ROME – Having just returned from an 18-day swing through the U.S. that took us to Boston, Denver, South Bend, Anaheim, Simi Valley, Whittier and Detroit, here’s probably the most common question I got along the way from American Catholics vis-à-vis the home office in Rome: “Do those guys over there get it?”
The “it” refers to the clerical sexual abuse crisis, and, more specifically, the gravity and depth of the situation as experienced by American Catholics over the last several months, and thus the perceived need for urgent and dramatic action.
Obviously, it would have been great if my answer could have been, “Yeah, absolutely, of course.” That would have been reassuring to the people we met, and also would have made the lives of the pastors, parish ministers and bishops we encountered infinitely easier.
Alas, recent experience dictates a more complicated response. To grasp why, let’s consider developments in just the last few days.
To begin, last week a Vatican-backed investigation commenced in the Argentine diocese of Oran regarding accusations of both sexual and financial misconduct against its former shepherd, Bishop Gustavo Zanchetta, who’s now the number two official in the Vatican’s Administration of the Patrimony of the Apostolic See, meaning its main financial administration center.
Archbishop Carlos Alberto Sánchez of neighboring Tucumán has been assigned to conduct the probe, which apparently will involve interviewing seminarians who’ve claimed to be victims of abuse by Zanchetta.
While taking such complaints seriously is obviously a welcome move, critics have asked why it’s taken so long given that charges against Zanchetta arose in 2015. In turn, that’s led people to wonder why Pope Francis brought Zanchetta to Rome in the first place in 2017 – and why, for that matter, he invited Zanchetta to take part in the annual Lenten retreat for Vatican personnel just a couple of weeks ago.
Last Saturday, Pope Francis accepted the resignation of Cardinal Riccardo Ezzati of Santiago, Chile, who’s facing charges of having covered up for that country’s most notorious pedophile priest, Fernando Karadima, and who’s also recently been named in a $500,000 lawsuit related to a rape that allegedly took place in a bedroom of the residence at his cathedral in 2015 that Ezzati reportedly tried to keep quiet.
Chile has been devastated by arguably the worst clerical abuse scandal anywhere in the world over the last several years, so Ezzati’s resignation had been keenly anticipated. Though Francis did not name a successor, he appointed an apostolic administrator in the meantime: Capuchin Bishop Celestino Aós Braco, who was formerly a promoter of justice in the diocese of Valparaiso and has faced criticism for dismissing abuse complaints brought by ex-seminarians against five priests, one of whom is now dead and the others are facing investigations.
In all fairness, some abuse survivors in Chile have been willing to give Aós the benefit of the doubt for his role in Valparaiso, noting that as a simple priest at the time it wasn’t his role to set policy. That was the function of now-resigned Bishop Gonzalo Duarte, who’s been accused of covering up abuse cases.
That brings us to new anti-abuse guidelines issued by Pope Francis on Friday for the Vatican City State and the Vatican’s foreign missions abroad, such as the papal embassy in Washington, D.C., and the other capitals of the world.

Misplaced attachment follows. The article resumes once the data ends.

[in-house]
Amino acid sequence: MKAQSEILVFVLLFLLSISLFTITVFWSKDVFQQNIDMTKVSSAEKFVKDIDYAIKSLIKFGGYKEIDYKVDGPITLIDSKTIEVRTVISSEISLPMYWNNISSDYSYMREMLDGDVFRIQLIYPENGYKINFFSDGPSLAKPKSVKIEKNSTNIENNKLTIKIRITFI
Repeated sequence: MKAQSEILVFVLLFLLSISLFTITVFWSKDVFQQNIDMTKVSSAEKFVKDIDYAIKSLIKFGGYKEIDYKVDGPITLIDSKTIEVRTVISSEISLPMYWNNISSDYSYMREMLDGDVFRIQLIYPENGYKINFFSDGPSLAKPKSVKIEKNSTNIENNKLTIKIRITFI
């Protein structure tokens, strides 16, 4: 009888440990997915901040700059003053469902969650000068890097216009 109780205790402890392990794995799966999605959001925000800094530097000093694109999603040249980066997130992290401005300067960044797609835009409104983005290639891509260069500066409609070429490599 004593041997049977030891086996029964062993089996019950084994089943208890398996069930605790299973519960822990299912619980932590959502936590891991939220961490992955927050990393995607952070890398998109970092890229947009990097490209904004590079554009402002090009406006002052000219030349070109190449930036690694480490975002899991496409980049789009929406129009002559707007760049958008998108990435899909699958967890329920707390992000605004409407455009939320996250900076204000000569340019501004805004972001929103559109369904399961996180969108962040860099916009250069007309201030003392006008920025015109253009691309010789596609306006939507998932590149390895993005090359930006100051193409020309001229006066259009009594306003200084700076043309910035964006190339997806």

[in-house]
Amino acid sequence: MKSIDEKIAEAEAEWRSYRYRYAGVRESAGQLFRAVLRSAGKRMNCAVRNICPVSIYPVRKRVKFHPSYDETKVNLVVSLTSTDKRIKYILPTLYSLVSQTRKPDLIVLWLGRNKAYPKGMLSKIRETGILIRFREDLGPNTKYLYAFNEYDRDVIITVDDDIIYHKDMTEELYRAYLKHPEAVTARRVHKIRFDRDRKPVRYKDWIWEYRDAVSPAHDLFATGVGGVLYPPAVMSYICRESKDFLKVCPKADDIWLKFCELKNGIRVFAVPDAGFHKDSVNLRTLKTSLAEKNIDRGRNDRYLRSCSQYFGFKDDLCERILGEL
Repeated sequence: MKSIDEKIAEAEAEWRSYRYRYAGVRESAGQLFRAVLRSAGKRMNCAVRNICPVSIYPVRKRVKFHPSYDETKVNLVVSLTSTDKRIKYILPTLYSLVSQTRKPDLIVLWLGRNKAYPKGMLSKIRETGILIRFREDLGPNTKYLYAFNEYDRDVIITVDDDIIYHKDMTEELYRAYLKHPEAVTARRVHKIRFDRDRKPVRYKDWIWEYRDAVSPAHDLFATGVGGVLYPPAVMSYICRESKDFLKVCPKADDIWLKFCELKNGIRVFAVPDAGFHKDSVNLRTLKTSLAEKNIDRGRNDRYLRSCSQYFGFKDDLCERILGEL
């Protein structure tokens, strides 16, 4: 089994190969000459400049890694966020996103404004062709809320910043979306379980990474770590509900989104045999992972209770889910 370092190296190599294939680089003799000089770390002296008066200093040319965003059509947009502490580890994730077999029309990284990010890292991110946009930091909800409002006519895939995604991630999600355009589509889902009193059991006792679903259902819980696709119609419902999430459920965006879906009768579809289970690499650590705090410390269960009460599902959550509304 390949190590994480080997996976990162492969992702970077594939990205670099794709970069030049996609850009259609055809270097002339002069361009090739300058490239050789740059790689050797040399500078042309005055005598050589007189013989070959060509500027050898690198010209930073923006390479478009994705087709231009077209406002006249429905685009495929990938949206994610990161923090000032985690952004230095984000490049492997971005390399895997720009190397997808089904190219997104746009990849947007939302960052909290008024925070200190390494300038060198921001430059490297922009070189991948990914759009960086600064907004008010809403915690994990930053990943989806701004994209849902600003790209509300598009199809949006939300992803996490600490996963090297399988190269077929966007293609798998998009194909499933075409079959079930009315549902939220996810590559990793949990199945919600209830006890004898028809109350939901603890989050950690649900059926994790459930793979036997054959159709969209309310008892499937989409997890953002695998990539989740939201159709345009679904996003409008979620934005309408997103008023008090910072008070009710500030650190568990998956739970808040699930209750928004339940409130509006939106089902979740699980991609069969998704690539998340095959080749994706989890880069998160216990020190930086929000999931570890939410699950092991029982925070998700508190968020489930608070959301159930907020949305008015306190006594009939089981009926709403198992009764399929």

(As a technical matter, the Vatican released three new documents in the roll-out Friday – the guidelines themselves, said to reflect “best practices” in anti-abuse efforts; a new law for the Vatican City State; and a motu proprio applying the same norms to the Roman Curia, meaning the governing bureaucracy of the Church in Rome.)
Among other things, the rules require officials to report accusations of the sexual abuse of a minor immediately to prosecutors – in this case, since the focus is on crimes committed on Vatican territory, the report would be to Vatican prosecutors.
The real question about Friday’s announcement is why it took so long to get there, given that the Vatican ordered bishops’ conferences around the world to draft these sorts of guidelines in 2011. Since that moment it’s been irritating to many people that the Vatican was insisting local churches move swiftly to draft and implement policies it hadn’t imposed on itself, and why it took eight years to plug that hole is something of a mystery.
In principle, each of these three developments could be spun as a good news story.
On Zanchetta, Francis has authorized an investigation of a friend and a bishop from his home country; in Chile, the premier public symbol of the country’s crisis has been removed, creating the possibility of a new departure; and as far as the Vatican goes, it’s now bound by the same state-of-the-art protocols adopted by the Church in parts of the world such as the U.S. and Western Europe.
The difficulty with such an optimistic spin, however, is that each of these three developments is ambivalent.
With Zanchetta, the key question is how much Francis knew when he brought him to Rome two years ago, followed closely by why he hasn’t been suspended now pending investigation. In Santiago, it’s legitimate to wonder about the sensitivity of picking an interim leader for such a traumatized place with his own troubled history. On the guidelines, well, nobody’s yet explained why in the world it took this long.
In other words, Francis can occasionally make it challenging to sell people on the idea that the Vatican really “gets it” – and his window to close that sale may not remain open much longer.